This was the old resevoir. You can see this if you zoom in on this area in Google Maps. It was bigger than I thought it would be. We had a good time walking up here, it was fun to explore and rest and relax and everything - but we knew that we still had the walk down to dread. Lance's legs were really hurting him. We wanted to get down as quickly as possible.
I just had to stop real quick and pump some iron. Derr-herrr! Real funny.
Down we went! Lance trailblazed. This time we had gravity on our side, plus it was cooler out now, so we really motored. Look how dangerous, with the cliff both above and below the path. I'd be terrified to walk here at night.
Ka-blam! Here we are, approaching the half-way mark already! I like this picture.
Look how insignificant we are in comparison to the size of the mountains. Going back, I definitely had a chance to look around and appreciate where we were, as opposed to the hunchback-shuffle going up. Plus I could see this time; I didn't have sunscreen sweat burning my eyes. It was weird though. I'd look down, out off the path and my body would almost steer itself into walking OFF THE CLIFF. A weird vertigo. I'm not afraid of heights but this whole hike, up, down and at the top, made me nervous. Dangerous stuff. Not a railing in sight. The sun was going down at this point too. We really wanted to be down and out before it got dark.
The sunset was beautiful. But it was very odd. As we were descending, hurrying down, people were still climbing UP. A female jogger, alone; some guys on bikes (one from Canada, hurrah); a family with a little kid; some teenagers; an old couple. As we reached the bottom, the sun was almost gone, and I found it a little creepy that there were still so many people on the mountain.

Lance signed us out: 7:28 PM. It had taken us one hour to come back down - with gravity on our side. We didn't even take a break! Proud of ourselves, we limped back to the car. We drove back to Lance's neighborhood, got a frozen pizza and came home. Now I'm writing this and Lance is knitting baby booties for his friend.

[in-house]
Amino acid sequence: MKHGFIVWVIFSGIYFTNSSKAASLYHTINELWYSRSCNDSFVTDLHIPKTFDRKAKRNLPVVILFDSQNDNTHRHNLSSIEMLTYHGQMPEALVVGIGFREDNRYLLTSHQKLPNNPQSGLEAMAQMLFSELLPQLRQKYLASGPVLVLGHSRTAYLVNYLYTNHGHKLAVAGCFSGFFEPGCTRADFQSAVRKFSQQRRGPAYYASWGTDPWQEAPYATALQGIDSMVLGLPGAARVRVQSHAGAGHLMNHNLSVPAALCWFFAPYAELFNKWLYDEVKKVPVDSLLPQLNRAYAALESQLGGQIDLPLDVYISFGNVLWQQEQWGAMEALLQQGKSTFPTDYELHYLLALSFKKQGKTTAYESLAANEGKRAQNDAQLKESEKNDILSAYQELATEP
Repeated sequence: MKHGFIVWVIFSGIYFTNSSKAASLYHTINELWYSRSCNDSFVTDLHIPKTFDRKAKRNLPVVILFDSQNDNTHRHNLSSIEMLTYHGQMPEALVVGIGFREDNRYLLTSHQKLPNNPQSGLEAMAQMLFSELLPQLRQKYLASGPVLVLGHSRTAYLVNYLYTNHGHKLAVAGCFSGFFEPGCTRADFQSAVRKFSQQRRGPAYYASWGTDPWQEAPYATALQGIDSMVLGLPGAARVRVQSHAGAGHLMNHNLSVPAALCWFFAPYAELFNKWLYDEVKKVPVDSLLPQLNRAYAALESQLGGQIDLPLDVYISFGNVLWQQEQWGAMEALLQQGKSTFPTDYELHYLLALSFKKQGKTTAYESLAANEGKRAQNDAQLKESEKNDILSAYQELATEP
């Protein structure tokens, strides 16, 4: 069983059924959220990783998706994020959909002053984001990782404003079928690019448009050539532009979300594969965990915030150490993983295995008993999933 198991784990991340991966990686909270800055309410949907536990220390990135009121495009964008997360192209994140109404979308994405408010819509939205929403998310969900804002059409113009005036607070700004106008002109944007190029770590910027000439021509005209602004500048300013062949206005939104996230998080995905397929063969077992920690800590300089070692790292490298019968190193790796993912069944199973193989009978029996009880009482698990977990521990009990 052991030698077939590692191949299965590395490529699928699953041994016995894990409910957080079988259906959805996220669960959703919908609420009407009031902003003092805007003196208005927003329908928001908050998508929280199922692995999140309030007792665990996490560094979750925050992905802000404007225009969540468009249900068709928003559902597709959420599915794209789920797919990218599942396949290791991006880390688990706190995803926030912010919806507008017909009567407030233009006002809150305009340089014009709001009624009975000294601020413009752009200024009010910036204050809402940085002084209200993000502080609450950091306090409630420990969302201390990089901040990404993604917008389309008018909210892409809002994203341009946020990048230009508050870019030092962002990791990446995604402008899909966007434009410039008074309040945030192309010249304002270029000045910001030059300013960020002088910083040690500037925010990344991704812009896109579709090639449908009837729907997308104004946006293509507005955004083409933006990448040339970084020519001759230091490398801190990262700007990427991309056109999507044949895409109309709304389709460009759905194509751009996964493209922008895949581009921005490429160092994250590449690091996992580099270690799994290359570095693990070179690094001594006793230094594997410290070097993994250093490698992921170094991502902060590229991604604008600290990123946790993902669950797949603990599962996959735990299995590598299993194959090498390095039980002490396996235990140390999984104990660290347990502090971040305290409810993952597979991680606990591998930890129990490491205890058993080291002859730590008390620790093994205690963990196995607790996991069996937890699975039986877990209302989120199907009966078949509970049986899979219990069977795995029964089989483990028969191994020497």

I am tired. As last time, I've saved my best picture for tomorrow! So you have to come back!

My arms taste like salt. I am filthy. Shower time, then bed.

****EDITED ON WEDNESDAY: So I Googled this hike and someone who hiked it two days ago saw TWO TARANTULAS. UGGGHHHH! Also, apparently it is common knowledge that there is no shade during the afternoon on the trail, and that afternoon in the summer is the worst time to climb the mountain. Good to know that me and Lance picked the worst season, at the worst time of day, to do this hike. Oh well - it's good to know that others have suffered on this hike in the blazing summer heat, and the reason we sucked so bad isn't because we're morons, it's just because most people FINISH this hike by 11 AM. It's even classified as an intermediate level like - which kind of makes me feel better because I am not a hiker at all. And at this point I'm just sweaty-palmed thankful we didn't see any god-damn TARANTULAS. I feel sick just thinking about it.


Jenn said...

I know this is an old blog, but thanks for the detail. I have been intrigued of this place ever since a bunch of crazy friends and I went ghost hunting here years ago. I would love to explore this during the day but looks like it would be tough for my amateur butt. What I could have sworn is that I saw an abandoned house when we visited almost 10 years ago...Strange, maybe it was just my imagination...

Anonymous said...

It would benefit you to do some of this trail at night. Then you'll know exactly how it got its name.

Anonymous said...

Also, there WAS an abandoned house there. That would be Cobb Estate.

Frank said...

This is so COOL ! I've been there at night and seen some wierd stuff While walking a trail that runs along a high cliff, I saw below a single file line of 7-8 people in white robes at the bottom of a cliff. I did'nt go any further.